German utility EWE plans to build a battery in underground salt caverns in collaboration with Friedrich Schiller University in Jena, Germany.
The project, called brine for power (b4p), will be based on redox flow battery technology, according to EWE.
“We need to carry out some more tests and clarify several issues before we can use the storage principle indicated by the University of Jena in underground caverns. However, I expect that we will have an operating cavern battery by about the end of 2023,” Ralf Riekenberg, head of the brine4power project, said in a June 22 statement.
Peter Schmidt, managing director of EWE subsidiary EWE GASSPEICHER, which will lead the project, said that if the project is successful, it could “fundamentally change the storage market.”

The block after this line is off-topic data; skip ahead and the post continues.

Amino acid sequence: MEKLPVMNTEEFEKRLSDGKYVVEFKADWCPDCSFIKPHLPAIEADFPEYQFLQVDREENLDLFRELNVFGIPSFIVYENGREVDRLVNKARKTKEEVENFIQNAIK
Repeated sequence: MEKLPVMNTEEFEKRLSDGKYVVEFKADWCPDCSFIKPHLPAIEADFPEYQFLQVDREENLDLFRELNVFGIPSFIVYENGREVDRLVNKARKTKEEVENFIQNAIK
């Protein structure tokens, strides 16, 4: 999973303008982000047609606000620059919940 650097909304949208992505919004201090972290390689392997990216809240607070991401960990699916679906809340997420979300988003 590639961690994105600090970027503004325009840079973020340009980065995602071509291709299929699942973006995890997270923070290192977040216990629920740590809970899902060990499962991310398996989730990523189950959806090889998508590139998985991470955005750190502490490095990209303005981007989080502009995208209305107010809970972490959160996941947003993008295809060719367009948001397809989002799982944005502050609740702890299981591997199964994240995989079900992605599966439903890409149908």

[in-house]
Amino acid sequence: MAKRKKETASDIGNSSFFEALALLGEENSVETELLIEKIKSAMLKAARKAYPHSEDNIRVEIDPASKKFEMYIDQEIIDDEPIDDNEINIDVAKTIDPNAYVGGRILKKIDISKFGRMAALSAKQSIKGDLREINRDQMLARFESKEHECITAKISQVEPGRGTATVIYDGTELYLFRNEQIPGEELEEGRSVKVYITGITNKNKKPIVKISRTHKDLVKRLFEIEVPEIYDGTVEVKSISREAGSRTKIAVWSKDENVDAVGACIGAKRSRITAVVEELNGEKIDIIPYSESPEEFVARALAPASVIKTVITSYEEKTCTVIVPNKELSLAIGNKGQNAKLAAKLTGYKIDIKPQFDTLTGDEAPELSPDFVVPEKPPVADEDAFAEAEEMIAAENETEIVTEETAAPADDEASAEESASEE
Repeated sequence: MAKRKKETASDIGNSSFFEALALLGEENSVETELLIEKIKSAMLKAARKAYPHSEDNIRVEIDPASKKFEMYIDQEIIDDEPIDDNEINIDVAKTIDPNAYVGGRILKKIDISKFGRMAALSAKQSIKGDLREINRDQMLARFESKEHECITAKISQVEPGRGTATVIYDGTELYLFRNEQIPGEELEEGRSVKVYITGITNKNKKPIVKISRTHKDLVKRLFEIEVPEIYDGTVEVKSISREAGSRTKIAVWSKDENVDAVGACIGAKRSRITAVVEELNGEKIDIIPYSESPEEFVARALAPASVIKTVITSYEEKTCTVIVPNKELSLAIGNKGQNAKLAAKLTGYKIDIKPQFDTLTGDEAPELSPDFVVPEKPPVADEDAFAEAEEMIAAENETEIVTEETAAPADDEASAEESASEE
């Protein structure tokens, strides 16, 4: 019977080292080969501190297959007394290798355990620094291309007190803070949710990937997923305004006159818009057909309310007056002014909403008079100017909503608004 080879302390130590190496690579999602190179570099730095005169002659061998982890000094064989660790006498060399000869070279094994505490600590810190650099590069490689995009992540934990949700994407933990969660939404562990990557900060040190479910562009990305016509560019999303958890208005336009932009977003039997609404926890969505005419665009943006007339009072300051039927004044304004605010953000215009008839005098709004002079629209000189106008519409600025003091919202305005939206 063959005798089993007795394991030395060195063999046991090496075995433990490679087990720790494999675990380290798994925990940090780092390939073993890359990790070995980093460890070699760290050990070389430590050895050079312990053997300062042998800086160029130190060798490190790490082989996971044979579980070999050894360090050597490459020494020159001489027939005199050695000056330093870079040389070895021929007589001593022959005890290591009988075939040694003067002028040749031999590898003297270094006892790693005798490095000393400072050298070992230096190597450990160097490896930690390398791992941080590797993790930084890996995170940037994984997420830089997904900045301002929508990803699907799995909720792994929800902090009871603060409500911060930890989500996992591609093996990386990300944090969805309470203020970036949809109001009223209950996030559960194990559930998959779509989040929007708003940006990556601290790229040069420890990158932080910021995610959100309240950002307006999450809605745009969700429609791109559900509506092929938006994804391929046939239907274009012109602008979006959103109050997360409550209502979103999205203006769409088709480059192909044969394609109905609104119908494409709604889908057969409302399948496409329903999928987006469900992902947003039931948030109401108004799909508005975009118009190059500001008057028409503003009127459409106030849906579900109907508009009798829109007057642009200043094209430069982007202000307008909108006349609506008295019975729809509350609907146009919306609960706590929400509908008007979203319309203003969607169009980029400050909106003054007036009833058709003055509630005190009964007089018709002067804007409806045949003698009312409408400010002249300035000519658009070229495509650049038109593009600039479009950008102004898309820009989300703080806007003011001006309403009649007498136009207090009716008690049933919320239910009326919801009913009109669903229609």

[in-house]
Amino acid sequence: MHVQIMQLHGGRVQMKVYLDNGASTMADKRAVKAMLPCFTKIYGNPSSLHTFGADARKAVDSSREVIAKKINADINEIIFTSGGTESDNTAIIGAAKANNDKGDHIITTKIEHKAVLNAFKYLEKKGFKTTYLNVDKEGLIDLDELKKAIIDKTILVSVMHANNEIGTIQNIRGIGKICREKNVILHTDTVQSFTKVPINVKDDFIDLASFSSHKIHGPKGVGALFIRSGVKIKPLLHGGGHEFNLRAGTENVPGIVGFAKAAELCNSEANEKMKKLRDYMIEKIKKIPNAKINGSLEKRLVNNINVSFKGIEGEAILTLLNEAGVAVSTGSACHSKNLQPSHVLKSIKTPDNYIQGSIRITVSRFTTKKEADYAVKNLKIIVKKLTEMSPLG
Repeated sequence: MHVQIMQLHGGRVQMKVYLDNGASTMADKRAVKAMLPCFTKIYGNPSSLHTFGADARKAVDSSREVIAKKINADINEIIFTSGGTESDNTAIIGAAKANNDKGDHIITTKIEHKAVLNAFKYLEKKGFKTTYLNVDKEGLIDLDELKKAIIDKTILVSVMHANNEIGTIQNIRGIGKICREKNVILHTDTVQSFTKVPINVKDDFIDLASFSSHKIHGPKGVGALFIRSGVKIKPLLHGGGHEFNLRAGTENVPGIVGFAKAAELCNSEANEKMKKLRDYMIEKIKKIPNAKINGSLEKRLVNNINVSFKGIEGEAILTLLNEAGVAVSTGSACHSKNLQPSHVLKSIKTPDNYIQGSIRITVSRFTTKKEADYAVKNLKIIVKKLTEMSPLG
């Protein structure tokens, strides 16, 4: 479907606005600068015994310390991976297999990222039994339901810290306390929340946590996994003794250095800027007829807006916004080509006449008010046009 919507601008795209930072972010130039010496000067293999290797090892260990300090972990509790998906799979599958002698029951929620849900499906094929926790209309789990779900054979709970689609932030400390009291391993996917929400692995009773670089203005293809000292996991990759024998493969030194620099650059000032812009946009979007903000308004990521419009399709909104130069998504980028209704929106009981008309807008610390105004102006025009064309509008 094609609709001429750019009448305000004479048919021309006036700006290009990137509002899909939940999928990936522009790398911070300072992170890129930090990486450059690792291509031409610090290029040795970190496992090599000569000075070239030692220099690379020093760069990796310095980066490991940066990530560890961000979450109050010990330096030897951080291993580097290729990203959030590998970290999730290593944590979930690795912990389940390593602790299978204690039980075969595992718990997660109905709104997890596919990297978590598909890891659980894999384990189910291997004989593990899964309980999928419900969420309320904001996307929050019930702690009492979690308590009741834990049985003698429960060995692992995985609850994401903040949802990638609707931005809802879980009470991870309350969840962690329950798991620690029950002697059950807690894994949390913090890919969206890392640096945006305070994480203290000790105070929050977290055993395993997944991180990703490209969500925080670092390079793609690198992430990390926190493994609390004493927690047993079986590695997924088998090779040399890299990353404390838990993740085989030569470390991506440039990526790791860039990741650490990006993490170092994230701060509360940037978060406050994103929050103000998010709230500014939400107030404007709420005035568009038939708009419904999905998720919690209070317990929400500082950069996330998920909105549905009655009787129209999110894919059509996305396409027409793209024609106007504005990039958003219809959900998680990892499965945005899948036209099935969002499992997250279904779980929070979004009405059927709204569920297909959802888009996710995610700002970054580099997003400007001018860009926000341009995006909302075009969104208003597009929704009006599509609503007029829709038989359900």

“The amount of electricity this kind of storage facility contains — consisting of two medium-sized caverns — is sufficient to supply a major city such as Berlin with electricity for an hour. It means that we will have built the world’s largest battery. In contrast to other energy storage facilities that convert the electrical current into other energy carriers – for example into compressed air – we are storing the electricity directly with brine4power,” Schmidt said.
The underground salt caverns EWE plans to use for the project are large cavities situated in a salt dome normally used for storing natural gas. The utility said that, for this project, it will initially use enormous plastic containers that will be set up at a gas storage facility in East Frisia later this year.